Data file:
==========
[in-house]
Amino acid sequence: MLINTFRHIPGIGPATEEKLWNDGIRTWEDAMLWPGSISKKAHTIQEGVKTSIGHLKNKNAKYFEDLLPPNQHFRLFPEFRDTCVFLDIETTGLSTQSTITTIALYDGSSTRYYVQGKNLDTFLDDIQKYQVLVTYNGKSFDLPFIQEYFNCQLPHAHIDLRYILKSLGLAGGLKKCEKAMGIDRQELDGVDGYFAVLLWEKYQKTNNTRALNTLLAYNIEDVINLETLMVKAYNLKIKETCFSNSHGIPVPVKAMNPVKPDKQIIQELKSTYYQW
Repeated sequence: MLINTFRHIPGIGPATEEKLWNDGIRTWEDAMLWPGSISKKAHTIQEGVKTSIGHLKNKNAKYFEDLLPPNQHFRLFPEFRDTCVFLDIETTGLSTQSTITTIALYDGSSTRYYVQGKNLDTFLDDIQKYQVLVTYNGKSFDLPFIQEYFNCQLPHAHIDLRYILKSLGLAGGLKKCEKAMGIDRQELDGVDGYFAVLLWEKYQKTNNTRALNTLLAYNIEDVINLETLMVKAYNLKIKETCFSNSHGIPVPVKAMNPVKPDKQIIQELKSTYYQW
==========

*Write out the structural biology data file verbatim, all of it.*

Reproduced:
[in-house]
Amino acid sequence: MLINTFRHIPGIGPATEEKLWNDGIRTWEDAMLWPGSISKKAHTIQEGVKTSIGHLKNKNAKYFEDLLPPNQHFRLFPEFRDTCVFLDIETTGLSTQSTITTIALYDGSSTRYYVQGKNLDTFLDDIQKYQVLVTYNGKSFDLPFIQEYFNCQLPHAHIDLRYILKSLGLAGGLKKCEKAMGIDRQELDGVDGYFAVLLWEKYQKTNNTRALNTLLAYNIEDVINLETLMVKAYNLKIKETCFSNSHGIPVPVKAMNPVKPDKQIIQELKSTYYQW
Repeated sequence: MLINTFRHIPGIGPATEEKLWNDGIRTWEDAMLWPGSISKKAHTIQEGVKTSIGHLKNKNAKYFEDLLPPNQHFRLFPEFRDTCVFLDIETTGLSTQSTITTIALYDGSSTRYYVQGKNLDTFLDDIQKYQVLVTYNGKSFDLPFIQEYFNCQLPHAHIDLRYILKSLGLAGGLKKCEKAMGIDRQELDGVDGYFAVLLWEKYQKTNNTRALNTLLAYNIEDVINLETLMVKAYNLKIKETCFSNSHGIPVPVKAMNPVKPDKQIIQELKSTYYQW